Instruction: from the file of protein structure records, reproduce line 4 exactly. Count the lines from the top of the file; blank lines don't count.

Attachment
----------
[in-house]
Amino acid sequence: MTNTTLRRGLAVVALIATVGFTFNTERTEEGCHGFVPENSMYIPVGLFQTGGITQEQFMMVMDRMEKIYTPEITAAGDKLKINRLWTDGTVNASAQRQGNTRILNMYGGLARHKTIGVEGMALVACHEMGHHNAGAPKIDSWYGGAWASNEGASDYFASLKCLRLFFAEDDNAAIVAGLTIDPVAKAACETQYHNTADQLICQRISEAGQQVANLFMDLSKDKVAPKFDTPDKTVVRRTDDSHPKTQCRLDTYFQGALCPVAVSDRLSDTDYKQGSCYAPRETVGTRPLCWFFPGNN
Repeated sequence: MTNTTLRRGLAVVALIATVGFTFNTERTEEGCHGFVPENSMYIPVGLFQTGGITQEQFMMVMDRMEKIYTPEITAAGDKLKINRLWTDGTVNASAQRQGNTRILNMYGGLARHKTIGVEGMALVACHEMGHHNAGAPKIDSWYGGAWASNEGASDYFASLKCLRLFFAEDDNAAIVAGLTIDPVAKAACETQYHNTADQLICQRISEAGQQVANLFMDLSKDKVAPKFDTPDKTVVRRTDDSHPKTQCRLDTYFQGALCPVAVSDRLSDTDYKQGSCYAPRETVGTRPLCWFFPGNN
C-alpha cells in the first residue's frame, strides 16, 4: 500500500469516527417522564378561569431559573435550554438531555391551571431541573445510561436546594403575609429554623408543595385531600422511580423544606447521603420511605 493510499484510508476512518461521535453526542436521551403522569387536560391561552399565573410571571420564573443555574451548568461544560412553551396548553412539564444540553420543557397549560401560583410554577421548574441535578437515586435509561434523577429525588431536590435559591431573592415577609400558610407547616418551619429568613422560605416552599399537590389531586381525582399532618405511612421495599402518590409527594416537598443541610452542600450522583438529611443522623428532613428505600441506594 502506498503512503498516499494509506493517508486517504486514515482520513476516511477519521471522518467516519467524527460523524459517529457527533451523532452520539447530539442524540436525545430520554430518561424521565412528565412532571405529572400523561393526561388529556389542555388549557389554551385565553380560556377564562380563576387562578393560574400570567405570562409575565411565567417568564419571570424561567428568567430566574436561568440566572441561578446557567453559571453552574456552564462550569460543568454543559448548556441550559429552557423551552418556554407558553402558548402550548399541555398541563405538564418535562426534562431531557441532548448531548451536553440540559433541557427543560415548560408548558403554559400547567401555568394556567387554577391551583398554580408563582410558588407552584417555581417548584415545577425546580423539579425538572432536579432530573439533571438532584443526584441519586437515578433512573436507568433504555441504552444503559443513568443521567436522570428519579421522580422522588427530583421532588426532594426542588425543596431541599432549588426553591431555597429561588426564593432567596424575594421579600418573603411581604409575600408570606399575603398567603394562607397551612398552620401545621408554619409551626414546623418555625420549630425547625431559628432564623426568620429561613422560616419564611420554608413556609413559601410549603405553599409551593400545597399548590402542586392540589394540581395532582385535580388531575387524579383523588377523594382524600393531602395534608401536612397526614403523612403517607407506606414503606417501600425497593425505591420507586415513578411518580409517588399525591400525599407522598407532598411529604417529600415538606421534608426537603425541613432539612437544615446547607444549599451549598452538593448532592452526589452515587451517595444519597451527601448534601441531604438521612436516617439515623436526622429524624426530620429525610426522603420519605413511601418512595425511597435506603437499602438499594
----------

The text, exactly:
C-alpha cells in the first residue's frame, strides 16, 4: 500500500469516527417522564378561569431559573435550554438531555391551571431541573445510561436546594403575609429554623408543595385531600422511580423544606447521603420511605 493510499484510508476512518461521535453526542436521551403522569387536560391561552399565573410571571420564573443555574451548568461544560412553551396548553412539564444540553420543557397549560401560583410554577421548574441535578437515586435509561434523577429525588431536590435559591431573592415577609400558610407547616418551619429568613422560605416552599399537590389531586381525582399532618405511612421495599402518590409527594416537598443541610452542600450522583438529611443522623428532613428505600441506594 502506498503512503498516499494509506493517508486517504486514515482520513476516511477519521471522518467516519467524527460523524459517529457527533451523532452520539447530539442524540436525545430520554430518561424521565412528565412532571405529572400523561393526561388529556389542555388549557389554551385565553380560556377564562380563576387562578393560574400570567405570562409575565411565567417568564419571570424561567428568567430566574436561568440566572441561578446557567453559571453552574456552564462550569460543568454543559448548556441550559429552557423551552418556554407558553402558548402550548399541555398541563405538564418535562426534562431531557441532548448531548451536553440540559433541557427543560415548560408548558403554559400547567401555568394556567387554577391551583398554580408563582410558588407552584417555581417548584415545577425546580423539579425538572432536579432530573439533571438532584443526584441519586437515578433512573436507568433504555441504552444503559443513568443521567436522570428519579421522580422522588427530583421532588426532594426542588425543596431541599432549588426553591431555597429561588426564593432567596424575594421579600418573603411581604409575600408570606399575603398567603394562607397551612398552620401545621408554619409551626414546623418555625420549630425547625431559628432564623426568620429561613422560616419564611420554608413556609413559601410549603405553599409551593400545597399548590402542586392540589394540581395532582385535580388531575387524579383523588377523594382524600393531602395534608401536612397526614403523612403517607407506606414503606417501600425497593425505591420507586415513578411518580409517588399525591400525599407522598407532598411529604417529600415538606421534608426537603425541613432539612437544615446547607444549599451549598452538593448532592452526589452515587451517595444519597451527601448534601441531604438521612436516617439515623436526622429524624426530620429525610426522603420519605413511601418512595425511597435506603437499602438499594